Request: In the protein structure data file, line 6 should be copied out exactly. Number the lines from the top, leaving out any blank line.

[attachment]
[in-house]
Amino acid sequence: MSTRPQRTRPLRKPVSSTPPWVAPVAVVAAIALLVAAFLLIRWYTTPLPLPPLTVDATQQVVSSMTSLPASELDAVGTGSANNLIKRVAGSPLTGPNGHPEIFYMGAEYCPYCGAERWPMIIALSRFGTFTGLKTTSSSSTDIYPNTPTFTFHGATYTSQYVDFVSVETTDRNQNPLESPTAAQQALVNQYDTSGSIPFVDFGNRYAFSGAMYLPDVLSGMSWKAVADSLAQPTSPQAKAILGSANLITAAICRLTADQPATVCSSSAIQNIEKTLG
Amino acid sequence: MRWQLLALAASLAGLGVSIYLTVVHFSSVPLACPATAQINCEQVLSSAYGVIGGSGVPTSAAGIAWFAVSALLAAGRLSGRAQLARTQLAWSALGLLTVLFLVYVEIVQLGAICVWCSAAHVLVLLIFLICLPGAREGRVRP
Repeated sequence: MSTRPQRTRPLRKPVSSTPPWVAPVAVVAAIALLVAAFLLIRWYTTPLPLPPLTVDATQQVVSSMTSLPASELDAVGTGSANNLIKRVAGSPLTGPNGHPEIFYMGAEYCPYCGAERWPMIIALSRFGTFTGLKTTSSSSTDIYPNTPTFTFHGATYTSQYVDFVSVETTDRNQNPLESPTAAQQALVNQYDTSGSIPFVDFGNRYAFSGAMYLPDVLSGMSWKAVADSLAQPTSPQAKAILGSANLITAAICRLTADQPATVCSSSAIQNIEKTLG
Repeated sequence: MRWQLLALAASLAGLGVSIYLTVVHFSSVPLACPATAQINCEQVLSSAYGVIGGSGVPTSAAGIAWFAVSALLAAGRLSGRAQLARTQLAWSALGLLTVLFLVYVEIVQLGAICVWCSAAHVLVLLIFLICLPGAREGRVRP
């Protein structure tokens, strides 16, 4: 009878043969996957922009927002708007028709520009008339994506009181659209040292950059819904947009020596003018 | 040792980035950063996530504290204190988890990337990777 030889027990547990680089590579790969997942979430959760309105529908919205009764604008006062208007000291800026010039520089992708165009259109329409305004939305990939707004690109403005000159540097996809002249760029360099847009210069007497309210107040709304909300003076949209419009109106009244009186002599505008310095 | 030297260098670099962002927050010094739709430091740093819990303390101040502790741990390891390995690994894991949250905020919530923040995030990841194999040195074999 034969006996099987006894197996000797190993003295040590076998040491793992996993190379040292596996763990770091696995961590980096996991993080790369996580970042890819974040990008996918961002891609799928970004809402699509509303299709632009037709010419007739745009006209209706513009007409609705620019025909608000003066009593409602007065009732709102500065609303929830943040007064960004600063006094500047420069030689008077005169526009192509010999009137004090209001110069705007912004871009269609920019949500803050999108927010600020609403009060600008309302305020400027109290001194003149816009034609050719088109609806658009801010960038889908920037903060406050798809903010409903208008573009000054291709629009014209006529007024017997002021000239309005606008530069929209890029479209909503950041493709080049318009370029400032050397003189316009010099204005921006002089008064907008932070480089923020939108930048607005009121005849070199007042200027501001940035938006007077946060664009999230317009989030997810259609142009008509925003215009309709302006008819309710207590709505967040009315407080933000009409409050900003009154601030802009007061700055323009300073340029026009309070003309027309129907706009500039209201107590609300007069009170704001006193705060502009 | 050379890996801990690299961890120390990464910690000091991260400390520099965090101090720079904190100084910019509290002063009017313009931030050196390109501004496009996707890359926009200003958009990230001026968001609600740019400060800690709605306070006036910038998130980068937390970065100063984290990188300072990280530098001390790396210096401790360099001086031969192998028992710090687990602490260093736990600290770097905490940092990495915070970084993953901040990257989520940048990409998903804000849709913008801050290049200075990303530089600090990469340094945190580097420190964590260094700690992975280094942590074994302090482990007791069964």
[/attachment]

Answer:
């Protein structure tokens, strides 16, 4: 009878043969996957922009927002708007028709520009008339994506009181659209040292950059819904947009020596003018 | 040792980035950063996530504290204190988890990337990777 030889027990547990680089590579790969997942979430959760309105529908919205009764604008006062208007000291800026010039520089992708165009259109329409305004939305990939707004690109403005000159540097996809002249760029360099847009210069007497309210107040709304909300003076949209419009109106009244009186002599505008310095 | 030297260098670099962002927050010094739709430091740093819990303390101040502790741990390891390995690994894991949250905020919530923040995030990841194999040195074999 034969006996099987006894197996000797190993003295040590076998040491793992996993190379040292596996763990770091696995961590980096996991993080790369996580970042890819974040990008996918961002891609799928970004809402699509509303299709632009037709010419007739745009006209209706513009007409609705620019025909608000003066009593409602007065009732709102500065609303929830943040007064960004600063006094500047420069030689008077005169526009192509010999009137004090209001110069705007912004871009269609920019949500803050999108927010600020609403009060600008309302305020400027109290001194003149816009034609050719088109609806658009801010960038889908920037903060406050798809903010409903208008573009000054291709629009014209006529007024017997002021000239309005606008530069929209890029479209909503950041493709080049318009370029400032050397003189316009010099204005921006002089008064907008932070480089923020939108930048607005009121005849070199007042200027501001940035938006007077946060664009999230317009989030997810259609142009008509925003215009309709302006008819309710207590709505967040009315407080933000009409409050900003009154601030802009007061700055323009300073340029026009309070003309027309129907706009500039209201107590609300007069009170704001006193705060502009 | 050379890996801990690299961890120390990464910690000091991260400390520099965090101090720079904190100084910019509290002063009017313009931030050196390109501004496009996707890359926009200003958009990230001026968001609600740019400060800690709605306070006036910038998130980068937390970065100063984290990188300072990280530098001390790396210096401790360099001086031969192998028992710090687990602490260093736990600290770097905490940092990495915070970084993953901040990257989520940048990409998903804000849709913008801050290049200075990303530089600090990469340094945190580097420190964590260094700690992975280094942590074994302090482990007791069964």